0

I faced some issue, where OR operator doesn't work for $1. Eg:

if [[ "$1" != '1' || '2' ]]
        then
               echo "BAD"
        else
               echo "OK"
        fi

When I run this test no matter what $1 is, BAD always appears.

How can I tie $1 to be 1 or 2 only?

  • This is a very common error. I see it a lot with beginner programmers. However it is not how boolean logic works. Imagine putting in brackets. Where could you put them to make it work? Note there are some languages that you can ask if $1 is not in {'1', '2' } then … (see case example in bash). – ctrl-alt-delor Feb 8 '18 at 12:47
5

With standard sh syntax (so not only recognised by bash but all other POSIX compatible shells):

case $1 in
  (1 | 2) echo OK;;
  (*) echo BAD;;
esac

Or:

if [ "$1" = 1 ] || [ "$1" = 2 ]; then
  echo OK
else
  echo BAD
fi

(note that it's a byte-to-byte comparison of strings. 01, 1e0, 1.0, 20/20, 0x1 would also be considered as BAD even though numerically they could be regarded as being the same as 1).

Note that the =/!= operators in bash's [[...]] construct (copied from ksh) are actually pattern matching operators as opposed to equality operators, so in this special case where you want to match a single character, you could also use [[ $1 != [12] ]] like you could do case $1 in ([12]) in standard sh syntax.

  • Magnificent idea with case! Dunno how didn't i use it myself ) – faceless Feb 8 '18 at 12:42
4

The reason you always go into the BAD branch of the if statement is that the test

[[ "$1" != '1' || '2' ]]

first tests whether $1 is not 1, and if it is not, BAD is printed. If it is, 2 is evaluated as a test. A string like 2 is always true, and BAD is printed.

Instead:

if [ "$1" != '1' ] && [ "$1" != '2' ]; then

or, with arithmetic tests,

if [ "$1" -ne 1 ] && [ "$1" -ne 2 ]; then

or, using arithmetic evaluation,

if (( $1 != 1 )) && (( $1 != 2 )); then
1
if [[ "$1" != '1' || "$1" != '2' ]]
then
               echo "BAD"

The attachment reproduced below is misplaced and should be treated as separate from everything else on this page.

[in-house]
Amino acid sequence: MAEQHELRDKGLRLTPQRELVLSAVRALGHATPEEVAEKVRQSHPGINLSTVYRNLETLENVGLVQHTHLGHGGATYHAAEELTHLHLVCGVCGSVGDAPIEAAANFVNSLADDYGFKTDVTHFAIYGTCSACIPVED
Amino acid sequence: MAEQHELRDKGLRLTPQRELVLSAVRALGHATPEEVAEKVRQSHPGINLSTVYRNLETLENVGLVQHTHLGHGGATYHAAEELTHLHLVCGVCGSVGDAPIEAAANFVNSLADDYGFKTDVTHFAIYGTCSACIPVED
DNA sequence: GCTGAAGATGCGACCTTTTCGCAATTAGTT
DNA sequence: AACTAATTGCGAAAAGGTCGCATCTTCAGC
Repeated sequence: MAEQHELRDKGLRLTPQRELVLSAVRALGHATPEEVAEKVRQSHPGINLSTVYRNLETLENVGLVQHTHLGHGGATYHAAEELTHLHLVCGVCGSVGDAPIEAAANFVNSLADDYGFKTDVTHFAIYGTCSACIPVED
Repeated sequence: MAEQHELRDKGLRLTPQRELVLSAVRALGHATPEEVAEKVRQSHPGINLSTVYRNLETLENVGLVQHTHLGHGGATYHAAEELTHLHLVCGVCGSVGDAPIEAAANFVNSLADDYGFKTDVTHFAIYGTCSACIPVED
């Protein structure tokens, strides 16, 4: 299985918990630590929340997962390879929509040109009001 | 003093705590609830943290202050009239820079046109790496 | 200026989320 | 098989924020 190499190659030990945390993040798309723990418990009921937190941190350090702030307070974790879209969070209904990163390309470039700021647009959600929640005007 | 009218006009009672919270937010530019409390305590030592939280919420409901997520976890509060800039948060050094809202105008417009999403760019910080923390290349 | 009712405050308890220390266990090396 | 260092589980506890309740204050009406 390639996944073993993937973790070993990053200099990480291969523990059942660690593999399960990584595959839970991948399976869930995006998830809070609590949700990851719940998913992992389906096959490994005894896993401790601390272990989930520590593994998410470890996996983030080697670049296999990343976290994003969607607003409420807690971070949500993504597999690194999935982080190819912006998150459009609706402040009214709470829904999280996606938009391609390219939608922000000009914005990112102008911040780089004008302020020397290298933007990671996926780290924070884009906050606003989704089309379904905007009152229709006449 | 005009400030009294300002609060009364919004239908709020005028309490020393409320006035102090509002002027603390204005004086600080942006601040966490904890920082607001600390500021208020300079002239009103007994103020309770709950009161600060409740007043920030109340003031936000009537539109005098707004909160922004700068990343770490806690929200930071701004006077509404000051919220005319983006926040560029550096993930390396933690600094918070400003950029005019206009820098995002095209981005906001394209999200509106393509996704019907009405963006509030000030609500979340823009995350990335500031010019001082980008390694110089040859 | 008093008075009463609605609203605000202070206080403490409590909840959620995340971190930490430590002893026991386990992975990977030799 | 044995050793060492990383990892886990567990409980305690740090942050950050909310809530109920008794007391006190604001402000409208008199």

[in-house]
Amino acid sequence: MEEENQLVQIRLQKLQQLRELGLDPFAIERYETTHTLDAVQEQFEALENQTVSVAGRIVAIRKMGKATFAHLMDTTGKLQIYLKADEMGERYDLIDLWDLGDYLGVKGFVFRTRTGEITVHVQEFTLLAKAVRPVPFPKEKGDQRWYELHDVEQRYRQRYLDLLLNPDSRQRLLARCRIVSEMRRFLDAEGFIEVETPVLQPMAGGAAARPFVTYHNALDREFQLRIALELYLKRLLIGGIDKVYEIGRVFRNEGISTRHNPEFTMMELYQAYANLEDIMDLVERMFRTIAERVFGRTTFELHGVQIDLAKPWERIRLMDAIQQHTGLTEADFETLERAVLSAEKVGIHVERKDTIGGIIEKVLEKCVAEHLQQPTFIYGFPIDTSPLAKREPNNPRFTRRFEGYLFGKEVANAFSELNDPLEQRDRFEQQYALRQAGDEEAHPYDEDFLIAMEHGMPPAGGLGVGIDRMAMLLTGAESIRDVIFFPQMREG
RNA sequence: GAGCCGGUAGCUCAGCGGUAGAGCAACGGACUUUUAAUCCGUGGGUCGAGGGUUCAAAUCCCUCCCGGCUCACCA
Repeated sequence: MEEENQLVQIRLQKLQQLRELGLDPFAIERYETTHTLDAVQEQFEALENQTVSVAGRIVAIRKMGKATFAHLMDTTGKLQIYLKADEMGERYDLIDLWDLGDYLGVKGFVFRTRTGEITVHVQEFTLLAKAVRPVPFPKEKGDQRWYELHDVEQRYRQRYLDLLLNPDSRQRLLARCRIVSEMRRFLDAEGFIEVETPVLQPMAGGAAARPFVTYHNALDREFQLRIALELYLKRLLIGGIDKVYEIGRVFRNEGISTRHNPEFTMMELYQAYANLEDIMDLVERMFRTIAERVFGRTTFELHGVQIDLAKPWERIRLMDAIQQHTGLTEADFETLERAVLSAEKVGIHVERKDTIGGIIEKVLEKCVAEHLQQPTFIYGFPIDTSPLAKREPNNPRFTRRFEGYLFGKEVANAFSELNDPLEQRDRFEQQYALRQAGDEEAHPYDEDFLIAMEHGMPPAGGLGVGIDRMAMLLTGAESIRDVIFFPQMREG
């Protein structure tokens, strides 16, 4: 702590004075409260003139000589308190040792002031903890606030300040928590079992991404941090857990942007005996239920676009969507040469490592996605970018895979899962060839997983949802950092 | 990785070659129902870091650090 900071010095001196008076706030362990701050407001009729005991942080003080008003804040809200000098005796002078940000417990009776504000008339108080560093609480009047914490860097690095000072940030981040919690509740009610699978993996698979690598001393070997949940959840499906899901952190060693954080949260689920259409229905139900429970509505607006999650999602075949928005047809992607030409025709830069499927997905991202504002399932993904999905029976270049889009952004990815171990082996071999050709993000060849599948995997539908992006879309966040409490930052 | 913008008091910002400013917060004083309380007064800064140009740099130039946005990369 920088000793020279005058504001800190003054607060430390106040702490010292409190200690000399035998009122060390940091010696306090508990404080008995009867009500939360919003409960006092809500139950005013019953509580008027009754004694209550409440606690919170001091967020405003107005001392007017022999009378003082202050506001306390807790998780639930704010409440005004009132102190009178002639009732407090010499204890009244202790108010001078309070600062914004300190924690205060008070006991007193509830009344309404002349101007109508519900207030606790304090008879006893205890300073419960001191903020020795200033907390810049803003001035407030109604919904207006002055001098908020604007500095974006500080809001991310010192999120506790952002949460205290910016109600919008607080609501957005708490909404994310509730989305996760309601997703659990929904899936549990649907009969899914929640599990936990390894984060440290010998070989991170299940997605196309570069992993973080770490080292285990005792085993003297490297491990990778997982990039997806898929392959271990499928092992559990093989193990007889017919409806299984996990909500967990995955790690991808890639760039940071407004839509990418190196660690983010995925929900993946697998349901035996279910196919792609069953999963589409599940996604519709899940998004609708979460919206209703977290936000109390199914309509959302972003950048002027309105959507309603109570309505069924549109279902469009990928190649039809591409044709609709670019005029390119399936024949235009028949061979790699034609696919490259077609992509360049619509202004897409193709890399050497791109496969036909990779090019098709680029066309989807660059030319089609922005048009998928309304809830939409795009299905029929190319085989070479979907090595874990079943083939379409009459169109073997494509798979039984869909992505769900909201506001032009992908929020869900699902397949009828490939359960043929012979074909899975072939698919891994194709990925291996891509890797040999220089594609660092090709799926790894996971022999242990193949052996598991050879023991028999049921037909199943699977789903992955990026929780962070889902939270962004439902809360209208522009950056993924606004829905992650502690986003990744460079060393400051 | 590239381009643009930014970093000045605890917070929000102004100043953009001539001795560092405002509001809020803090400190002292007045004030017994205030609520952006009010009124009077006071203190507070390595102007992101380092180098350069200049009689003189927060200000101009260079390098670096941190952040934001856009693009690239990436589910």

else
               echo "OK"
fi

Then != statement needs to be repeated for the not equal to 2 as well as 1

  • The result is the same. – faceless Feb 8 '18 at 11:59
1

The logic of ($1 != 1) OR ($1 != 2) is flawed.

If $1 is 1 then it is not equal to 2 so the test will be true.
Also, if $1 is 2 then it is not equal to 1 so the test will be also true. In short, the test will always be true.

You should test equality: ($1 == 1) or ($1 == 2) like this:

if [[ ($1 == '1') || ($1 == '2') ]]; then
    echo "$1 OK"
else
    echo "$1 BAD"
fi

Or simpler (in ksh, bash or zsh):

[[ $1 == [12] ]] && echo "$1 OK" || echo "$1 BAD"

Or using sh syntax (portable to all POSIX shells):

if [ "$1" = '1' ] || [ "$1" = '2' ]; then
            echo "$1 OK"
else
            echo "$1 BAD"
fi

Or with a case idiom:

case $1 in
    (1 | 2) echo "$1 OK"  ;;
    (*) echo BAD "$1 BAD" ;;
esac

All the above is a string comparison, if you want a numeric comparison, you may do:

if [ "$1" -eq 1 ] || [ "$1" -eq 2 ]; then
            echo "$1 OK"
else
            echo "$1 BAD"
fi

However, that will not work if $1 is 1.0 or 1e0 or many other numerical equivalent to 1. Will work with 01 or 0001 though.

  • 2
    Note that what is supported in [ "$1" -eq 1 ] varies from shell/[ to shell/[ (and is an arbitrary command injection in some if $1 comes from an untrusted source). With ksh93, that would return true for 1.0 or 1e0 or 20/20 and sometimes with RANDOM%2 and reboot with 'a[$(reboot)]'. – Stéphane Chazelas Feb 8 '18 at 19:15

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